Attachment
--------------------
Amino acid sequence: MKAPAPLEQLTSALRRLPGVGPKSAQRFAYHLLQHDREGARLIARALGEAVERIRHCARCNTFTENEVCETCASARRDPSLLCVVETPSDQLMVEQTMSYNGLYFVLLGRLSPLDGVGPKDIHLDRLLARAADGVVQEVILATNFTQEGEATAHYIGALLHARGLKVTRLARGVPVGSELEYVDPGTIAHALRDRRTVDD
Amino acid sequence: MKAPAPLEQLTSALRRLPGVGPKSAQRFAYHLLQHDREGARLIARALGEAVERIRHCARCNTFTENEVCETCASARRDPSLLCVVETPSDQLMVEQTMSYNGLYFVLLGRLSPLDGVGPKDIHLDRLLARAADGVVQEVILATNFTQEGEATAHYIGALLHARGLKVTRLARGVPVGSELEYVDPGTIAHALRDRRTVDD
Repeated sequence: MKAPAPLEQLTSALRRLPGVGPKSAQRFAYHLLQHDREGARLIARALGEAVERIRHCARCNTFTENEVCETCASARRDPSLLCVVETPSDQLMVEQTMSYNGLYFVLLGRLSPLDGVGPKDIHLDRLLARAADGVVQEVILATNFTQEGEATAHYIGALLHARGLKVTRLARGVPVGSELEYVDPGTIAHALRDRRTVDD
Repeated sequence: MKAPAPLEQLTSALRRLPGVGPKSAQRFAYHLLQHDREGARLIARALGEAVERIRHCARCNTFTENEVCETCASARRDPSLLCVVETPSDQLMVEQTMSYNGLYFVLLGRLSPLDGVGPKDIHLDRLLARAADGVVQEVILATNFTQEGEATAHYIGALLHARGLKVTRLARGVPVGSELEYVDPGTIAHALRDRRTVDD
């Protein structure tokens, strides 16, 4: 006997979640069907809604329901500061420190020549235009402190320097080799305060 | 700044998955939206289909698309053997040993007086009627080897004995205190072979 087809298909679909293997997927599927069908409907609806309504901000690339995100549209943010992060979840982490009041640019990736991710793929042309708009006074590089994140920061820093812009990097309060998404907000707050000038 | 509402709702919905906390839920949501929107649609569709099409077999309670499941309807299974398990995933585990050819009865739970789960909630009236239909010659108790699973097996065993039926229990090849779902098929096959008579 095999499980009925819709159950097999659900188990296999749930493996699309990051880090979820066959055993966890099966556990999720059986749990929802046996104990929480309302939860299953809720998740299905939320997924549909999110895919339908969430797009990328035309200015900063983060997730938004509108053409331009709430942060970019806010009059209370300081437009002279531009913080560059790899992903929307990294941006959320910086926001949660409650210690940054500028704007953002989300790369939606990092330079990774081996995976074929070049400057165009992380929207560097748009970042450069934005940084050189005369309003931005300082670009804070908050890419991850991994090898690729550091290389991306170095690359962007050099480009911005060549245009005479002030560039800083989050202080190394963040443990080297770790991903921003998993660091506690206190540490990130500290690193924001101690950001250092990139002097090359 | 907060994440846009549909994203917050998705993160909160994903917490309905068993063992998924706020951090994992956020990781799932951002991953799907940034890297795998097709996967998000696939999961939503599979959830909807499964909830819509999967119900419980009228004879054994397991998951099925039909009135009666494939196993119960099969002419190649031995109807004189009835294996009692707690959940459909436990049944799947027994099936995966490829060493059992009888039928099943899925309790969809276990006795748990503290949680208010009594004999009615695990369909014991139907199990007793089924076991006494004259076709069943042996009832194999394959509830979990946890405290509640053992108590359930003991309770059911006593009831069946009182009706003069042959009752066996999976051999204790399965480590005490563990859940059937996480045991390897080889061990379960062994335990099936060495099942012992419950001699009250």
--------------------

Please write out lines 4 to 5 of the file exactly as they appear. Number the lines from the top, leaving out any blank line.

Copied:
Repeated sequence: MKAPAPLEQLTSALRRLPGVGPKSAQRFAYHLLQHDREGARLIARALGEAVERIRHCARCNTFTENEVCETCASARRDPSLLCVVETPSDQLMVEQTMSYNGLYFVLLGRLSPLDGVGPKDIHLDRLLARAADGVVQEVILATNFTQEGEATAHYIGALLHARGLKVTRLARGVPVGSELEYVDPGTIAHALRDRRTVDD
């Protein structure tokens, strides 16, 4: 006997979640069907809604329901500061420190020549235009402190320097080799305060 | 700044998955939206289909698309053997040993007086009627080897004995205190072979 087809298909679909293997997927599927069908409907609806309504901000690339995100549209943010992060979840982490009041640019990736991710793929042309708009006074590089994140920061820093812009990097309060998404907000707050000038 | 509402709702919905906390839920949501929107649609569709099409077999309670499941309807299974398990995933585990050819009865739970789960909630009236239909010659108790699973097996065993039926229990090849779902098929096959008579 095999499980009925819709159950097999659900188990296999749930493996699309990051880090979820066959055993966890099966556990999720059986749990929802046996104990929480309302939860299953809720998740299905939320997924549909999110895919339908969430797009990328035309200015900063983060997730938004509108053409331009709430942060970019806010009059209370300081437009002279531009913080560059790899992903929307990294941006959320910086926001949660409650210690940054500028704007953002989300790369939606990092330079990774081996995976074929070049400057165009992380929207560097748009970042450069934005940084050189005369309003931005300082670009804070908050890419991850991994090898690729550091290389991306170095690359962007050099480009911005060549245009005479002030560039800083989050202080190394963040443990080297770790991903921003998993660091506690206190540490990130500290690193924001101690950001250092990139002097090359 | 907060994440846009549909994203917050998705993160909160994903917490309905068993063992998924706020951090994992956020990781799932951002991953799907940034890297795998097709996967998000696939999961939503599979959830909807499964909830819509999967119900419980009228004879054994397991998951099925039909009135009666494939196993119960099969002419190649031995109807004189009835294996009692707690959940459909436990049944799947027994099936995966490829060493059992009888039928099943899925309790969809276990006795748990503290949680208010009594004999009615695990369909014991139907199990007793089924076991006494004259076709069943042996009832194999394959509830979990946890405290509640053992108590359930003991309770059911006593009831069946009182009706003069042959009752066996999976051999204790399965480590005490563990859940059937996480045991390897080889061990379960062994335990099936060495099942012992419950001699009250």